DARK STAR: The Chest From Which ALIEN Burst

Whatever PROMETHEUS told you, the Xenomorph's real origins were in a student film by (yes, really) John Carpenter.

Dark Star is the movie every kid in film school hopes to make. It was made for a term project between 1970 and 1973: Cheap yet ambitious, offbeat yet identifiable, and…not really much good at all when judged as a professional wide-release movie, but no one really does that because of the magnitude of the achievement, and the stature of the people involved.

Dark Star was the brainchild of two men, who would go on to define popular genre filmmaking for decades afterwards: Horror legend John Carpenter (who gets that title despite also making some of his era’s greatest sci-fi and action movies) and Dan O’Bannon, who gave the world ideas as varied as zombies who say “Braaaains”, the computer displays in Star Wars and, of course, so much of what we remember about Alien.

This is why we’re beginning Alien Week here at Lewton Bus by discussing Dark Star: Half a decade before Ridley Scott and seven screen greats turned O’Bannon’s ideas into a classic, those ideas were very much on display; unformed, and filtered through the another young master’s eye.

The premise of Dark Star is a kind of missing link between Alien and its most obvious antecedent, 2001: O’Bannon was fascinated by the film’s vision of life in space, but he pointed out that if you were actually living that life, you wouldn’t feel the same sense of epic majesty. Heywood Floyd starts his story taking a business trip and calling his family, Dave Bowman and Frank Poole spend most of their time exercising and eating, or doing routine maintenance – mundane activities, fantastical to contemporary audiences but still mundane.

Cool in 1968, but today I’m just wondering what he did to the brightness settings on his tablet.

O’Bannon, taking inspiration from a variety of sources – everywhere from Bradbury’s classic grim SF tales to Beckett’s masterpiece Waiting For Godot to his own life and friends – to create a vision of a science-fictional world, where things would be just as boring as the real world. Dark Star is the story of five-man crew on the titular spaceship, sent on a decades-long mission in space, nuking planets from orbit (heh heh) to make them suitable for colonization in thousands of years. Grim work, worse than meaningless, and done with no supervision, aid, or contact with the wider world, but boring the whole crew out of their minds.

Life in space is meant to resemble the ennui of having a dumb job in college: The crew (laid-back and hairy to a man) only really seem to be themselves when they’re listening to music, or goofing off in their dorm room – pardon me, sleeping quarters. There’s a clear connection to the hardscrabble, lower-class crew of the Nostromo – in fact, the crew of the Dark Star might be even more worthlessly apathetic, if anything. John Hurt’s Kane never spent weeks on end in the ship’s control tower for no reason other than ennui, and Brett and Parker never fought over a laser gun just because the other wanted it.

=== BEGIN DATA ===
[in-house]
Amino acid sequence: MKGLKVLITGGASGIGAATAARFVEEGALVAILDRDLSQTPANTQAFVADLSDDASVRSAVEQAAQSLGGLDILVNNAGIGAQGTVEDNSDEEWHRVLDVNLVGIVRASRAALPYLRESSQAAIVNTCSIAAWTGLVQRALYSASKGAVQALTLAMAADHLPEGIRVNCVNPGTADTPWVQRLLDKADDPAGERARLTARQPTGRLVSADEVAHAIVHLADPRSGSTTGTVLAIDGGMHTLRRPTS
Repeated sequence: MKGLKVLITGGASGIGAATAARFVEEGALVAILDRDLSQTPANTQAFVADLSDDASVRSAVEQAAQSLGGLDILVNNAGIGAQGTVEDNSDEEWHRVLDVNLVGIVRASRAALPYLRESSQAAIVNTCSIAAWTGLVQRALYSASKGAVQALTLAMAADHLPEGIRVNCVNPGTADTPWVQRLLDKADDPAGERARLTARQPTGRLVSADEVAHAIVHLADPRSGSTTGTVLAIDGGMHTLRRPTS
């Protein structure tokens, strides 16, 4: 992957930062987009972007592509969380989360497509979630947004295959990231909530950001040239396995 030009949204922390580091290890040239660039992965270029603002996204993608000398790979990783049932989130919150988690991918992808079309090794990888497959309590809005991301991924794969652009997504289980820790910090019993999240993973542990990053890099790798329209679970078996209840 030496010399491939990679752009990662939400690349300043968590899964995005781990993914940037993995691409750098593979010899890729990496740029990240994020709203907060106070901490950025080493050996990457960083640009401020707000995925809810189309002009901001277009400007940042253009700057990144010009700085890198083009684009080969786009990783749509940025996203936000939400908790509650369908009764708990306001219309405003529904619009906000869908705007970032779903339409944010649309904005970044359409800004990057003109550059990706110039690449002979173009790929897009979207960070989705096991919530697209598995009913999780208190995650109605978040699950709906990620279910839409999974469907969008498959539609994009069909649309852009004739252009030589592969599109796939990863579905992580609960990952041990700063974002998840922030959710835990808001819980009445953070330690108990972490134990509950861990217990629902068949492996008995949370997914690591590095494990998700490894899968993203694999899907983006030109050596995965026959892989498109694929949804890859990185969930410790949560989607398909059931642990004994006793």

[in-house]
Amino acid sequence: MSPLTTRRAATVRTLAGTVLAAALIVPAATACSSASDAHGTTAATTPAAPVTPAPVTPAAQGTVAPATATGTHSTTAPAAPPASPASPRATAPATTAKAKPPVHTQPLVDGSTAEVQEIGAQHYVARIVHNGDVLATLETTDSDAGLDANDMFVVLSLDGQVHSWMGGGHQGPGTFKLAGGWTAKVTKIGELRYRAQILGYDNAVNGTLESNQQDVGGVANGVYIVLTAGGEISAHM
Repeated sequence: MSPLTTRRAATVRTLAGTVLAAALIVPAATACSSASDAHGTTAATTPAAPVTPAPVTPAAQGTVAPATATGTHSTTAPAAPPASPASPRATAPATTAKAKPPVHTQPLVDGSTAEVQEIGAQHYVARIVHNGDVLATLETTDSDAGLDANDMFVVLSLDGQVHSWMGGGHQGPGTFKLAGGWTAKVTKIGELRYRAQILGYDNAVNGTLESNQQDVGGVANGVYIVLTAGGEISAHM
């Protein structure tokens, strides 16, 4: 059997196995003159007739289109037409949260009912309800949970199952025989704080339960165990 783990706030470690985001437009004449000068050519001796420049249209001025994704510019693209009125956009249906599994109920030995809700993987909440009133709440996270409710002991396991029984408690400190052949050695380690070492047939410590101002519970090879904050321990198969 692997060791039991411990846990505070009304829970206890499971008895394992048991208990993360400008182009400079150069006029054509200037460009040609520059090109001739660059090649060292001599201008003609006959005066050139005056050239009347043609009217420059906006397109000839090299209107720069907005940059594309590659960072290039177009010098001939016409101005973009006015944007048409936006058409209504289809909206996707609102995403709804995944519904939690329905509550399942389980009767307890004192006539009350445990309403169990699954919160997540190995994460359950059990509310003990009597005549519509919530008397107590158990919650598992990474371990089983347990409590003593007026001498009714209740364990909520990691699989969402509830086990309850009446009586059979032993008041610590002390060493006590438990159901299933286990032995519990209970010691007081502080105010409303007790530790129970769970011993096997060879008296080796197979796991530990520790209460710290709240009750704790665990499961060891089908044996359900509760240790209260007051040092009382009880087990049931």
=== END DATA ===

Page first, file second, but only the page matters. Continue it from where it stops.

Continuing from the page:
In Alien, the banality of space was used to both foreshadow and offset the horrific onslaught of the titular monster, but the crew of the Dark Star barely even have the excitement of having to fight for their lives. The only dead crewmember was killed in a dumb malfunction, weeks before the movie starts, and the only alien is a literal spray-painted beach ball with claws, about as non-threatening as a mischievous catlike monster can be.

Imagine this as the proto-Xenomorph in Prometheus. Go on, do it, it’s truer than what we got.

This lack of texture is probably the film’s greatest failing: The direction shows Carpenter was a master of tone from the womb, being able to switch in a split second from relaxed camaraderie to procedural peril or angry tension (Thanks in no small part to Carpenter’s signature droning electronic score), but beyond having next to no story, there’s also next to no sense of drive for the narrative. Carpenter makes things feel like they should be tense, or exciting, or scary, but what we actually see doesn’t back it up – until a sequence at the end, when the dead-serious design and deadpan performance works to advance a comedic twist on HAL’s rebellion into something seriously funny and thoughtful, so much so I actually won’t spoil it.

As in Alien, most of the Dark Star’s crew don’t survive the movie. O’Bannon’s talent for murdering his characters like a gimmick serial killer is quite evident, but this massacre is missing a sense of pacing: Before that crackerjack ending, there’s a solid hour full of footage that Carpenter and O’Bannon shot on sufferance, to pad out their 45-minute student film to an 80-minute feature after they got a distribution deal. The new content is pretty easy to spot if you’re looking – it’s done almost entirely solo with the character played by O’Bannon himself, the short-tempered Sgt. Pinback – but the upside to the film’s sluggish, nearly homogenous structure is that the new content fits in pretty seamlessly.

Alien: Covenant has had an interesting marketing campaign, invoking everything from Hieronymus Bosch to John Denver, but the mixture of old-school claustrophobic horror, philosophical musings and mid-century Americana (Compare “Take Me Home, Country Roads” to Carpenter’s original composition for Dark Star, the melancholy and cleverly science-fictional “Benson, Arizona”) all call to mind Dark Star, maybe even more so than it does the 1979 original.